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Low Impact Development (LID) is gaining popularity in some development communities, but it can be challenging to incorporate LID into redevelopment projects within fully built-out cities. Designers must work within the confines of the existing roadways, water lines, sewer lines and other physical infrastructure systems. However the greatest challenge often lies within the city's bureaucratic infrastructure, which can be skeptical of new development techniques and unwilling to deviate from the perceived norm. Additionally, older cities that are not facing great development pressures often have outdated codes and standards that make it difficult to implement some of the basic tenets of Low Impact Development. This paper will present a case study and valuable lessons learned while incorporating LID into a 20-acre public housing redevelopment project within a combined sewer section of Philadelphia.

In 2001, the Philadelphia Housing Authority (PHA) was awarded a 35 million HOPE VI grant from the U.S. Department of Housing and Urban Development to demolish and rebuild the Mill Creek housing development and invest in the surrounding areas. In the grant application, PHA committed to working with the Philadelphia Water Department (PWD) to create an innovative storm water management design that called for 100% on-site management of storm water runoff from the development. This demonstrated a significant departure from the typical redevelopment approach in the older sections of Philadelphia, in which housing infrastructure and street inlets are connected to the existing combined sewer system.

The initial design for the development included LID techniques, such as vegetated swales, disconnected roof leaders, and biofiltration of stormwater. However, as design concepts were more clearly developed, PHA became concerned about site maintenance and liability issues that it perceived would result from accepting the LID concepts. The Philadelphia City Planning Commission and some units within the Water Department also expressed skepticism about many of the proposed LID elements. Furthermore, much of what was proposed was in direct conflict with City codes.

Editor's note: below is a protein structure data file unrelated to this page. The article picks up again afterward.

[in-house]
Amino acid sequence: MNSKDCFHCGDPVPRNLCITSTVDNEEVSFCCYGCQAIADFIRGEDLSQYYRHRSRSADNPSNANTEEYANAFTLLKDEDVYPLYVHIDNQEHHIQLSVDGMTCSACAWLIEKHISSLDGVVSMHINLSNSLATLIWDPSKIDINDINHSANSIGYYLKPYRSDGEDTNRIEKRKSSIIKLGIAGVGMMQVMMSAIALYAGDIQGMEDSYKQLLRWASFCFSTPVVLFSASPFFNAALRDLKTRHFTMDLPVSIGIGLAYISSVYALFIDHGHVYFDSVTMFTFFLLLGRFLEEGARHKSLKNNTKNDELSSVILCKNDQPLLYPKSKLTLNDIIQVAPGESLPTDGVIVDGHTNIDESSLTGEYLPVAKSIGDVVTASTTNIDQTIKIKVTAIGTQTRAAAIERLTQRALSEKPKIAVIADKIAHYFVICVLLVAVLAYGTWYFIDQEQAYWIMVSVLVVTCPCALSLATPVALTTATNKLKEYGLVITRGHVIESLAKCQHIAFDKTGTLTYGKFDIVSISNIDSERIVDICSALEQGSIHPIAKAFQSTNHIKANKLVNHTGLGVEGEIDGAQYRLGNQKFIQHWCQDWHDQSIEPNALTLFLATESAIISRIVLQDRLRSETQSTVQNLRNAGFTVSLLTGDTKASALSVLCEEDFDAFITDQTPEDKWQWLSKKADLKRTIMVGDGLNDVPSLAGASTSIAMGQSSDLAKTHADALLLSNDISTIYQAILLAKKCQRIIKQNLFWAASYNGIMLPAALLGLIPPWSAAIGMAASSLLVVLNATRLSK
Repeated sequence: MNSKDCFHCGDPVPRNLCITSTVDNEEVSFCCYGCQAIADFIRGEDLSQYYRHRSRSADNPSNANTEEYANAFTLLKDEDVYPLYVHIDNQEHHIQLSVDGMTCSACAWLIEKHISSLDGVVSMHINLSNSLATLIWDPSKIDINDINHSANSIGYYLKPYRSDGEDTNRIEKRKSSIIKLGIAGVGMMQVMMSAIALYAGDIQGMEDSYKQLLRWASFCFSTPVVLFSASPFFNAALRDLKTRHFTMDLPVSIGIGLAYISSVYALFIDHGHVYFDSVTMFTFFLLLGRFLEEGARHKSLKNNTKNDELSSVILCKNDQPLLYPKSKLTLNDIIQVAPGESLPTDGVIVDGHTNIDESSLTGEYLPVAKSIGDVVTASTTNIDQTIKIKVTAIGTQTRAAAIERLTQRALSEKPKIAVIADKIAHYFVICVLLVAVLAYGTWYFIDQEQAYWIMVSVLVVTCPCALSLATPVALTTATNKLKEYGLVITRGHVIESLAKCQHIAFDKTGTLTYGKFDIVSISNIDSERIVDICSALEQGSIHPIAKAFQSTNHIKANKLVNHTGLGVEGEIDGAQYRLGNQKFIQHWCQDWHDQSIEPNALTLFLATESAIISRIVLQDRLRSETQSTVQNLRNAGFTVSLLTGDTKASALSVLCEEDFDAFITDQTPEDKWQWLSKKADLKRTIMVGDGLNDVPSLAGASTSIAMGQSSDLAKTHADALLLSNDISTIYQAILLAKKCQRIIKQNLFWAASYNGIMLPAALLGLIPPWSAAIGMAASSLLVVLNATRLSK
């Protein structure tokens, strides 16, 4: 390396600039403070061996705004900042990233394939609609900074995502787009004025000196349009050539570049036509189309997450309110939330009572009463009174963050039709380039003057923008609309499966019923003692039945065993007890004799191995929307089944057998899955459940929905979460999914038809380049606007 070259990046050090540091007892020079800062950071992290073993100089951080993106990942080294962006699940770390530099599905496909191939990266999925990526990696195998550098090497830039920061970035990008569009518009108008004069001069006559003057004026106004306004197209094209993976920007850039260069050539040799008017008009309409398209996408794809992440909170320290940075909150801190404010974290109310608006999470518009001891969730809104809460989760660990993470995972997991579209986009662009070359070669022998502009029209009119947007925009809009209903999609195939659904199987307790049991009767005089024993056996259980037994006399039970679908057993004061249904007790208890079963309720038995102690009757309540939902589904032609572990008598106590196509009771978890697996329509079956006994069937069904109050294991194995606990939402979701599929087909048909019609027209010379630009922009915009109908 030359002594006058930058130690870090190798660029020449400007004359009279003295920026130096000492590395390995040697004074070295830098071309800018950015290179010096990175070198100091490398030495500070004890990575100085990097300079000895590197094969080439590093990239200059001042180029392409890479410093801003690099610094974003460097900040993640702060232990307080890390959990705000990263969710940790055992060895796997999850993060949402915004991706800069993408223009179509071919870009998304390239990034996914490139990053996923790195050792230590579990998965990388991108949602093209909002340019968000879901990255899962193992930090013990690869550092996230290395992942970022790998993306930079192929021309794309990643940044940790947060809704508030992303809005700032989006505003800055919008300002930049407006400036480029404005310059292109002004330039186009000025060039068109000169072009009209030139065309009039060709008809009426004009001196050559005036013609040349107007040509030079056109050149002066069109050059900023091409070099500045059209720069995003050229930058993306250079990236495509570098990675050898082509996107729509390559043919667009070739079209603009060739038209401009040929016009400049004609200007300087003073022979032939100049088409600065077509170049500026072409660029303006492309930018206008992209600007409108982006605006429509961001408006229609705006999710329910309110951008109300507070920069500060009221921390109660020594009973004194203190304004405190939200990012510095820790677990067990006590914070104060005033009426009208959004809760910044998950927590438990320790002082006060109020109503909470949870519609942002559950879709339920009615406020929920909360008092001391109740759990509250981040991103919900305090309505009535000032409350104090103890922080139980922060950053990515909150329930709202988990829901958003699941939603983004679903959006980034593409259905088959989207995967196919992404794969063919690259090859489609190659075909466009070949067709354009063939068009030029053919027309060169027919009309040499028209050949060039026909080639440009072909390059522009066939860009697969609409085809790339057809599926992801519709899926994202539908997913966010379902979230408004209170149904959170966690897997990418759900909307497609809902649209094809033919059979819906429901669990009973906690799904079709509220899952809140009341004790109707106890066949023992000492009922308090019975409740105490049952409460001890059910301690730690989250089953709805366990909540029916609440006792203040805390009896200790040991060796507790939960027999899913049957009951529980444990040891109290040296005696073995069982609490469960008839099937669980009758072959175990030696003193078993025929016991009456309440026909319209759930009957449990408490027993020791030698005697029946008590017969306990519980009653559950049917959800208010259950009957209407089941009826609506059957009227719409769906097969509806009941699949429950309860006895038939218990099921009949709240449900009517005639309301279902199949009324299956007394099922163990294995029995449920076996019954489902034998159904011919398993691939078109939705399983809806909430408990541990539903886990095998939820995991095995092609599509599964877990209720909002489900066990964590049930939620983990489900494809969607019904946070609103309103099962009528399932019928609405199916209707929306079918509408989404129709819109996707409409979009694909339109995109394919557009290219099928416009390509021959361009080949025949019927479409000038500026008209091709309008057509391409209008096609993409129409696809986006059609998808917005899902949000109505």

As a result, most of the innovative “softscape” design features were replaced with more traditional infrastructure. For instance, instead of using vegetated swales to convey runoff to a detention/infiltration area, the parties involved opted to construct two dedicated stormwater lines. Also, all detention and infiltration of site runoff occurs underground and is not visible to community residents. Therefore, at the surface, very little separates this development from other past developments.

However, by introducing the concepts of LID throughout City agencies, PWD can still claim great success. In fact, several personnel are now ardent supporters of LID and now advocate on PWD's behalf. Despite the challenges along the way, the ultimate goal was realized: the final design separates a sizable proportion of the site runoff from the existing combined sewer system and manages it in an underground detention/infiltration structure. Given that this development is located in a combined sewer area seriously plagued by overflows, the agreed upon approach provides a good demonstration of redevelopment that fulfills the tenets of the City's Combined Sewer Overflow Long Term Control Plan. Furthermore, the “hybrid” combined sewer/separate storm sewer system provides an innovative and economical balance between total sewer separation and reuse of existing combined sewers. Finally, the design process and the development that resulted lay the groundwork for more innovation in the future.
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Document Type: Research Article

Publication date: 01 January 2004

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